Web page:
Oasia Downtown Hotel named “Best Tall Building Worldwide” for 2018

Oasia Downtown Hotel named “Best Tall Building Worldwide” for 2018

Council on Tall Buildings & Urban Habitat named 2018 Best Tall Building Worldwide, among 9 other awards

The Council on Tall Buildings and Urban Habitat (CTBUH) have announce the winners of the 16th Annual CTBUH Awards Program, which competed for winning distinctions at the 2018 Tall + Urban Innovation Conference from 30-31 May at Aqua Tower in Chicago.

The CTBUH Awards Jury has named Oasia Hotel Downtown the “Best Tall Building Worldwide”, in addition to recognising the winners of nine individual award categories. The visually striking Oasia Hotel Downtown stands out amongst the grey and blue high-rise buildings in Singapore with its plant-covered façade of red and green, which connects to the green of the cityscape.

Landscaping is used extensively as an architectural surface treatment, and forms a major part of the development’s material palette, with a total of 54 species of plants climbing along the aluminum mesh façade screen. With a substantial commitment to outdoor communal space through the incorporation of “skyspaces” along its height, the tower provides respite and relief to its occupants, neighbours and city.

“This project won not only because it incorporates 60 storeys of green walls along the exterior,” said CTBUH executive director and awards juror, Antony Wood, “but also because of its significant commitment to communal space. The tower has given over 40 per cent of its volume to open air communal terraces in the sky.” 

In addition to the regional and overall Best Tall Building winners, a number of other award recipients were recognised at the conference, including the World Trade Center Master Plan for the Urban Habitat Award; MULTI for the Innovation Award; The EY Centre for the Construction Award; New York Times Tower for the 10 Year Award (2007 Completions); and Shanghai World Financial Center for the 10 Year Award (2008 Completions). In all, the 10 awards winners were chosen from a group of 48 Finalist projects representing 28 countries.

The CTBUH Tall Building Awards is an independent review of new projects, judged by a prestigious panel of experts. It aspires to provide a more comprehensive and sophisticated view of these important structures, while advocating for improvements in every performance aspect, including those that have the greatest positive impact on the individuals who use these buildings and the cities they inhabit.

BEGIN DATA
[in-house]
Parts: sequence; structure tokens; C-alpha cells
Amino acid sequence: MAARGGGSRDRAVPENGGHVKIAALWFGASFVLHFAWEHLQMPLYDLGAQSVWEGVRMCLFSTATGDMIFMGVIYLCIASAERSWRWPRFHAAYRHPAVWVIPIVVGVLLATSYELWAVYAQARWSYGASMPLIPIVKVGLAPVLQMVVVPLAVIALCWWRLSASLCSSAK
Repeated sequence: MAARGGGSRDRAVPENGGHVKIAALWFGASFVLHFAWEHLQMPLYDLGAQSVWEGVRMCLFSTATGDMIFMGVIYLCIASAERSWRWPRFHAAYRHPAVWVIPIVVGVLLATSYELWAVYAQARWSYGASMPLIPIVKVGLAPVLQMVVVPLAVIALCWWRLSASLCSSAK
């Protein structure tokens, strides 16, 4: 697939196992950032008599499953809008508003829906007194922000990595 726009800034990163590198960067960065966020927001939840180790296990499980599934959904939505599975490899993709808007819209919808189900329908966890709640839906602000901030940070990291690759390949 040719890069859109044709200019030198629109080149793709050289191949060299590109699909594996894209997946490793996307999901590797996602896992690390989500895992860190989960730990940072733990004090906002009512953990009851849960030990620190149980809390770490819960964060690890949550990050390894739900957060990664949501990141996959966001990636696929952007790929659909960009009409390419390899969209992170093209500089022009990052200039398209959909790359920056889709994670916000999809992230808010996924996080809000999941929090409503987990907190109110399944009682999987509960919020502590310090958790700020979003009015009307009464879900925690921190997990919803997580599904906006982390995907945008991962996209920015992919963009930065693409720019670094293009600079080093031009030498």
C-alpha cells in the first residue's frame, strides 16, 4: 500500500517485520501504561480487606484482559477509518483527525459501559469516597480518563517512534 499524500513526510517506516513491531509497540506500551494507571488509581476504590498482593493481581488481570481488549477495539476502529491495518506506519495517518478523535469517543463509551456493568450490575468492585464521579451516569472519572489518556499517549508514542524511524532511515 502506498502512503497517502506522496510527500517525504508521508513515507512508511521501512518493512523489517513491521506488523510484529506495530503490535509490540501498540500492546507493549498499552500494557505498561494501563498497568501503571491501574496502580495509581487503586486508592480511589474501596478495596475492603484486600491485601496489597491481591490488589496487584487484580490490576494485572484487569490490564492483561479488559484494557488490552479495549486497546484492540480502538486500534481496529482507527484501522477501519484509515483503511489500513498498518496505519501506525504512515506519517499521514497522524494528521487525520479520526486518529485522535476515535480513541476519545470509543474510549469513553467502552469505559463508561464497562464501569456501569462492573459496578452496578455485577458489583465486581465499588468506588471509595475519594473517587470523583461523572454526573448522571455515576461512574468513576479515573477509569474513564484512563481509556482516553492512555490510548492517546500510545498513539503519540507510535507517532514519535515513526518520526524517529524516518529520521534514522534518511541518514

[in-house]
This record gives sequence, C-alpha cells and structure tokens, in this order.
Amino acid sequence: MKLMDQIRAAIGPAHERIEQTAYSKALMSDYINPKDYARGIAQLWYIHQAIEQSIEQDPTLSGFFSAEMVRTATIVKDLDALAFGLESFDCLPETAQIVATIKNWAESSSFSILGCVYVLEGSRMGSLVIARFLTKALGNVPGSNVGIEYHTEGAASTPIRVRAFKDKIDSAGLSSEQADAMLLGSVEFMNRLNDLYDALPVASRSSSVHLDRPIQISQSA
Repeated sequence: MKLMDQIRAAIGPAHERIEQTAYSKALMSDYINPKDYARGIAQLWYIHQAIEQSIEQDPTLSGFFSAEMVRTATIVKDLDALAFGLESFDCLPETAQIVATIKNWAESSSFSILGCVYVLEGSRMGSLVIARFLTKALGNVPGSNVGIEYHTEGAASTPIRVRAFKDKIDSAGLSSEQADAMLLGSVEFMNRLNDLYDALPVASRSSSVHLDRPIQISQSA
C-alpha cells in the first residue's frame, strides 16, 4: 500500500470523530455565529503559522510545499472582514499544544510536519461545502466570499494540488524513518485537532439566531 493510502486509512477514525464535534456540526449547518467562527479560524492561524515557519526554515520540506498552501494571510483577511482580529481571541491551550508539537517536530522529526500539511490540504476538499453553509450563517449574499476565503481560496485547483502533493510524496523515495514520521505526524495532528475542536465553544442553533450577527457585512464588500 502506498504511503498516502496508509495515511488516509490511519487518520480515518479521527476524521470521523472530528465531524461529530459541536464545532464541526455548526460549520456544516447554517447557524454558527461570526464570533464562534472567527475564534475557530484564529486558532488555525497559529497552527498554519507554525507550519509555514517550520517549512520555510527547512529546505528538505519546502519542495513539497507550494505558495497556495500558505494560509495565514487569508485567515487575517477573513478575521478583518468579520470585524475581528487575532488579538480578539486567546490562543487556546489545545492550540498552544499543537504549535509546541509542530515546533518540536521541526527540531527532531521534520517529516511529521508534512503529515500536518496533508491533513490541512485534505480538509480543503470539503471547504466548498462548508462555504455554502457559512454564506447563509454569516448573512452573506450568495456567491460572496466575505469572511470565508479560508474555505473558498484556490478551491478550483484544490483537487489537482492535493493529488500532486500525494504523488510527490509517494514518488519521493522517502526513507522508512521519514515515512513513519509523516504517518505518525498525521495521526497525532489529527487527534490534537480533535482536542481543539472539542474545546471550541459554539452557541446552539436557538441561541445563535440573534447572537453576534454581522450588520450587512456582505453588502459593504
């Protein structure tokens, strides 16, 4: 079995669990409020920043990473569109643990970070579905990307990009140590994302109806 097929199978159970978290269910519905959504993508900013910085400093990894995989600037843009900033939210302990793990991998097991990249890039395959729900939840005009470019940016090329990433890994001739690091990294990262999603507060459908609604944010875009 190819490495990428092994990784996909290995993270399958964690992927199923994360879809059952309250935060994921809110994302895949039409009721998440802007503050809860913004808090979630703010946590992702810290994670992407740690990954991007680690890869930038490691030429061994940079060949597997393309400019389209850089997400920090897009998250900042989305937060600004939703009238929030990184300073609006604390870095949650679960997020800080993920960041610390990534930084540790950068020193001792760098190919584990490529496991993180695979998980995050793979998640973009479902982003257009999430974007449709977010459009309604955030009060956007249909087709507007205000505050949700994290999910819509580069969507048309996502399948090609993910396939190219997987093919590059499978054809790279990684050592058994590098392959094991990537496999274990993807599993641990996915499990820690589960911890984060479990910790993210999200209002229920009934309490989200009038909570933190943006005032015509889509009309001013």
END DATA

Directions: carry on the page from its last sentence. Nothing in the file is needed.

Oasia Hotel Downtown, Singapore, won Best Tall Building Worldwide after being awarded Best Tall Building Asia & Australasia earlier in the night. The project team that took the stage to accept their award include Hong Wei Phua (Director, WOHA Architects); Wanling Lee (Development Manager, Far East Organization); Mun Summ Wong (Founding Directors, WOHA Architects); and Jianping Gu (General Manager, Shanghai tower Construction and Development Co.).


About CTBUH
The CTBUH Awards recognises projects and individuals that have made extraordinary contributions to the advancement of tall buildings and the urban environment, and have achieved sustainability at the highest and broadest level. The objective of this awards programme is to deliver a comprehensive and sophisticated view of these buildings while advocating for improvements in every aspect of their performance, especially those that have the greatest effect on the people who use these buildings each day. This often means that the buildings highlighted are often not the tallest in a given year, but represent the best qualities and innovations in the typology.

The CTBUH Awards recognises projects and individuals that have made extraordinary contributions to the advancement of tall buildings and the urban environment, and have achieved sustainability at the highest and broadest level. The objective of this awards programme is to deliver a comprehensive and sophisticated view of these buildings while advocating for improvements in every aspect of their performance, especially those that have the greatest effect on the people who use these buildings each day. This often means that the buildings highlighted are often not the tallest in a given year, but represent the best qualities and innovations in the typology.


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